Written by Sophie Kelsall
On Friday 24th May, Leeds will once again host the Indie Banquet: a spectacular mash-up of street food and live music founded by Leeds-based live music promotor, Pizza for the People. The aim of Pizza for the People is to provide a platform for upcoming and newly established talent. Now on their 13th Indie Banquet, held at Wharf Chambers in Leeds, this well-established event has showcased a large number of local bands and has been a useful stepping stone for putting these bands on the musical map. These events offer a unique opportunity to enjoy the chilled atmosphere of a festival, without the need for wellies and a tent.
Some of the bands up on the roster this year include: Trudy and the Romance, Ugly, L.A Peach and Celestial Green. VFC and OWT will also be on site to provide some tempting treats to suit all tastes, along with a number of other local vendors. These events are an incredible opportunity for the local community to come together and support homegrown talent.
After the first Indie Banquet in 2016, the events have only gotten bigger and better, with large numbers of bands now wanting to get involved. Julia King is one half of the brains behind Pizza for the People. With over two and a half years’ worth of experience in co-ordinating gigs alongside promoting street food vendors, Julia was able to share some of her knowledge and insight on event organising with us.
How did the idea for Pizza for the People come about?
The concept of Pizza for the People arose from a mutual love of live music, festivals and food between me and my partner Ryan (the other half of Pizza for the People) and a lightbulb moment in early 2016 when we realised that there wasn’t an existing forum in Leeds and surrounding areas where you can watch live music whilst stuffing your face, like you tend to do at a festival. Our name (Pizza for the People) naturally formed from our love for pizza (!) but equally an appetite for blending our two passions: music and food and giving audiences, bands, independent venues and street food traders an opportunity to come together.
How has your role changed since the conception of the event?
Prior to forming Pizza for the People, my partner and I had attended countless gigs and festivals but had never managed an event before, so we knew it’d be a learning curve. We researched the market, listened and learned from fellow promotors and immersed ourselves in learning about the music and gigging industry, ahead of putting our first Indie Banquet gig on in October 2016. I’d say our roles have not necessarily changed but have evolved over the past two and half years as we’ve become more experienced and confident of what works and what doesn’t. Equally, we’ve become clearer over time as to what skills we bring to planning, designing, curating and delivering our Indie Banquet shows.
How much has the event grown over the years?
Now on our 13th Indie Banquet, the event has developed a really core audience over time and one that we really appreciate. We’ve worked with a large number of bands, some of which have come back to play for us again. In terms of growth, we’ve worked with a number of different independent venues such as Wharf Chambers, Hyde Park Book Club, Duke Studios and Brudenell Social Club and equally with a number of incredible street food traders such as Pizza Fella, Goldenballs, Dilla Deli, Little Bao Boy, VFC and cannot wait to welcome OWT to our Indie Banquet on Friday 24th May, serving up a seasonal mystery menu.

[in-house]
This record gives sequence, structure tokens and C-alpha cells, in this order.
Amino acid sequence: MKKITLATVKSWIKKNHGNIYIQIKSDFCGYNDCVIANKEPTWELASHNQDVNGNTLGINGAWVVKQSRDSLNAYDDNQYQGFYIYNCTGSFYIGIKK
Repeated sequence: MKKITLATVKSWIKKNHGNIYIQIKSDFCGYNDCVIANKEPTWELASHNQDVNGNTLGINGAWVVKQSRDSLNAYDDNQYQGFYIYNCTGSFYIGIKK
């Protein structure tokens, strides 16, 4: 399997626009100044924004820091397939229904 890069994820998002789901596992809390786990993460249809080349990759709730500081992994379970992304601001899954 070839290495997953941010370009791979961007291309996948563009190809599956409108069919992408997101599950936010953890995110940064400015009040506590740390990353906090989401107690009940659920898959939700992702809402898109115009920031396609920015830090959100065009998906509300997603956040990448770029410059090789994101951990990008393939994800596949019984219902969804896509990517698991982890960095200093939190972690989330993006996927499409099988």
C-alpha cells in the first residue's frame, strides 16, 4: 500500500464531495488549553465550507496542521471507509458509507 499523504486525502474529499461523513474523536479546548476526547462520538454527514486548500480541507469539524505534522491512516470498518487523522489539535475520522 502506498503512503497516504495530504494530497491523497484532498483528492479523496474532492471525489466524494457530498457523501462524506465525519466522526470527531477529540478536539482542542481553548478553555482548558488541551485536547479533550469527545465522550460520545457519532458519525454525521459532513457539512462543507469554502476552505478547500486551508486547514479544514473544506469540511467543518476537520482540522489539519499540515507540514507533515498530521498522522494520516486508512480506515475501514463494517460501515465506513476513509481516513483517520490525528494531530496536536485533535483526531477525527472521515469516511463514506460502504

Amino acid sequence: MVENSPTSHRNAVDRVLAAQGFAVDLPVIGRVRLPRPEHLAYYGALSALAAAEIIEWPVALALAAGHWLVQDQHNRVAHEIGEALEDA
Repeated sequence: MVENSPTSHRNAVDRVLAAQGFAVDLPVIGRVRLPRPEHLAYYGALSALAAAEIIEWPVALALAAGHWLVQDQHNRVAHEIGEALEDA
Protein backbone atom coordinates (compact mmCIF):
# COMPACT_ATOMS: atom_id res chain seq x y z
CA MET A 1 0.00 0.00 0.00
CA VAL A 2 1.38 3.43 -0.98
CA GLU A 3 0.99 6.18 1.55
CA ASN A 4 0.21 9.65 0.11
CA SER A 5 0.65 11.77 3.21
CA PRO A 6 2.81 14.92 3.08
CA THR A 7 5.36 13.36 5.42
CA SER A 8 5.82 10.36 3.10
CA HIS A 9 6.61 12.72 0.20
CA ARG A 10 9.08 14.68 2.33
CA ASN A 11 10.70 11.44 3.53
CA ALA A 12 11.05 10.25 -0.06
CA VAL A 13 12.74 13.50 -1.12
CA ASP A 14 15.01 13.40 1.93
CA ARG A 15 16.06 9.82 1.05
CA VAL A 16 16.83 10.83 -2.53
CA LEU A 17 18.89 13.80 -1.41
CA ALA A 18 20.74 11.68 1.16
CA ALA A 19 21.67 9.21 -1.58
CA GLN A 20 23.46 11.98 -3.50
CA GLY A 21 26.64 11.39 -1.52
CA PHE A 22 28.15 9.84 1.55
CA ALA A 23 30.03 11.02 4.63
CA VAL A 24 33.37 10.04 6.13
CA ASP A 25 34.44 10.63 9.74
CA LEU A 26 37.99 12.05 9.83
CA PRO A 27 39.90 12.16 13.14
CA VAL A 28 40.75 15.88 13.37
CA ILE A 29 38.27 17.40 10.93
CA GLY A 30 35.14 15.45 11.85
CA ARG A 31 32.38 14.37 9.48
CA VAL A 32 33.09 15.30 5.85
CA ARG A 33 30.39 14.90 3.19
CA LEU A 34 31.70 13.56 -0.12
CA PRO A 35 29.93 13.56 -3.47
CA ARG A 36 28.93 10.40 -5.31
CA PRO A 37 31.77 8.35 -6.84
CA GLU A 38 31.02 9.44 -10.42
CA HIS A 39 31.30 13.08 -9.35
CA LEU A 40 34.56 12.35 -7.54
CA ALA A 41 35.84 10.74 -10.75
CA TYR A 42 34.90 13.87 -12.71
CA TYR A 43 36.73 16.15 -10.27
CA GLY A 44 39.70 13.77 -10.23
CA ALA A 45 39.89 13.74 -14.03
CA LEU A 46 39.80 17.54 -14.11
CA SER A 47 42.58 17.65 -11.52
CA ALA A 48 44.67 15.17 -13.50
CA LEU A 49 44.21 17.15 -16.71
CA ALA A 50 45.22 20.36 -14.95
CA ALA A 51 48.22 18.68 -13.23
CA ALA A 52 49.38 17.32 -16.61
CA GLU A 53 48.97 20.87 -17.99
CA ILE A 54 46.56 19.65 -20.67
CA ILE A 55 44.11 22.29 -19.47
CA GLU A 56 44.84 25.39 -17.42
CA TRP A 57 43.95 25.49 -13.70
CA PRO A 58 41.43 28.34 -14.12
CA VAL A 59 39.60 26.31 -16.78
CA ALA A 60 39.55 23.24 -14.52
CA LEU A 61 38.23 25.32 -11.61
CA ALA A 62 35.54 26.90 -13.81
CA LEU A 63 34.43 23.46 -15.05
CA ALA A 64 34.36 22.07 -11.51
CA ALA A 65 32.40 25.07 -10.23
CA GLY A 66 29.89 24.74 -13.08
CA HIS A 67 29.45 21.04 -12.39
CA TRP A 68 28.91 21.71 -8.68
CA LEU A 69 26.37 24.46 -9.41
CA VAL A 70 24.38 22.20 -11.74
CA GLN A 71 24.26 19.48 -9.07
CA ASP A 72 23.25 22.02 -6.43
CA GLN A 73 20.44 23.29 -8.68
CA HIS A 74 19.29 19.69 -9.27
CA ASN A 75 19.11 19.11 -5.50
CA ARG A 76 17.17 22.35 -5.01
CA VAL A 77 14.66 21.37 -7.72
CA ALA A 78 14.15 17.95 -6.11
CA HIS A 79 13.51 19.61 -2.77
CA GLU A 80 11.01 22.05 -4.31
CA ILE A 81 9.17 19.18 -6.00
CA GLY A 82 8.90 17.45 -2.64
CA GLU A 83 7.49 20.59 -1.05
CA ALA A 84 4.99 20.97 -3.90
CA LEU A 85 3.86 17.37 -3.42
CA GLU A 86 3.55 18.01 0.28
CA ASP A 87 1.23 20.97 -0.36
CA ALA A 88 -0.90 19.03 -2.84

How important are events like these for getting Northern talent noticed?
I think events like these are incredibly important for getting Northern talent noticed and on the map. The music industry is an incredibly challenging one these days to make a living from, despite it being more accessible, so we think it’s important to not only showcase the really raw and incredible talent across the North but also make sure that bands are paid, treated well and given the praise they deserve at our gigs. Ethics and integrity are absolutely key to Pizza for the People. We’ve seen some really successful stories since our inception, having watched folks like The Orielles (who played our 2nd Indie Banquet) and Drahla (who played our 1st Indie Banquet birthday) blossom. It’s such a lovely feeling to watch all of their journeys.
What is your favourite part of organising these events?
That’s a really good but tricky question! For me, I think it’s two-fold. (A) Designing the line-up and finding new and super exciting artists to work with and (B) The gig itself. Watching everything come together on the night is a wonderful feeling.
Who can attend PFTP?
Indie Banquets are open to all (over the age of 18). Those who are avid gig-goers, those who love discovering new street food traders, those who like music but are open to discovering new music and new bands. Everyone’s a winner!
What can new attendees expect on the night?
New attendees can expect a tasty, tailored menu of scrummy food washed down with a cocktail of superb bands in a quirky, intimate venue.
How can bands and food traders get involved?
Bands and street food traders can contact us via firstname.lastname@example.org or via social media (#weallwantpizza) if they’re interested in playing or serving up delights at future Indie Banquets.